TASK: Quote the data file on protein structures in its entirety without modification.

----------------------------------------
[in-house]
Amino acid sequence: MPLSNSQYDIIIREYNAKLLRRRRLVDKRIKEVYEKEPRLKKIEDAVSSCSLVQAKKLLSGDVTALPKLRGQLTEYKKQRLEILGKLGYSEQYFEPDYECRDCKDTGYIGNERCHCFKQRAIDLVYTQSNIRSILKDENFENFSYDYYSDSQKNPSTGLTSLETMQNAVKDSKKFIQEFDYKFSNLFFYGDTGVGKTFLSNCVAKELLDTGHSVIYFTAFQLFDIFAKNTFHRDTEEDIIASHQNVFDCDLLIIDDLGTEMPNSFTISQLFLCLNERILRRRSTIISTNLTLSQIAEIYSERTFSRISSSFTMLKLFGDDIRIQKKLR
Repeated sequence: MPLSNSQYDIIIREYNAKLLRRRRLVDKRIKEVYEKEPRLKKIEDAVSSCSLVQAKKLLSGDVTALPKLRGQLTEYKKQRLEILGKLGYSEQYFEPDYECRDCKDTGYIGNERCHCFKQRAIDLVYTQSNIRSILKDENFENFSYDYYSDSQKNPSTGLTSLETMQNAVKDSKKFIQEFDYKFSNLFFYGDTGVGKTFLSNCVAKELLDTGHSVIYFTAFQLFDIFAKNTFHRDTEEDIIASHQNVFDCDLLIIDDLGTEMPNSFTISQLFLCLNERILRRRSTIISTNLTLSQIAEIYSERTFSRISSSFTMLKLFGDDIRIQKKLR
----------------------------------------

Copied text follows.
[in-house]
Amino acid sequence: MPLSNSQYDIIIREYNAKLLRRRRLVDKRIKEVYEKEPRLKKIEDAVSSCSLVQAKKLLSGDVTALPKLRGQLTEYKKQRLEILGKLGYSEQYFEPDYECRDCKDTGYIGNERCHCFKQRAIDLVYTQSNIRSILKDENFENFSYDYYSDSQKNPSTGLTSLETMQNAVKDSKKFIQEFDYKFSNLFFYGDTGVGKTFLSNCVAKELLDTGHSVIYFTAFQLFDIFAKNTFHRDTEEDIIASHQNVFDCDLLIIDDLGTEMPNSFTISQLFLCLNERILRRRSTIISTNLTLSQIAEIYSERTFSRISSSFTMLKLFGDDIRIQKKLR
Repeated sequence: MPLSNSQYDIIIREYNAKLLRRRRLVDKRIKEVYEKEPRLKKIEDAVSSCSLVQAKKLLSGDVTALPKLRGQLTEYKKQRLEILGKLGYSEQYFEPDYECRDCKDTGYIGNERCHCFKQRAIDLVYTQSNIRSILKDENFENFSYDYYSDSQKNPSTGLTSLETMQNAVKDSKKFIQEFDYKFSNLFFYGDTGVGKTFLSNCVAKELLDTGHSVIYFTAFQLFDIFAKNTFHRDTEEDIIASHQNVFDCDLLIIDDLGTEMPNSFTISQLFLCLNERILRRRSTIISTNLTLSQIAEIYSERTFSRISSSFTMLKLFGDDIRIQKKLR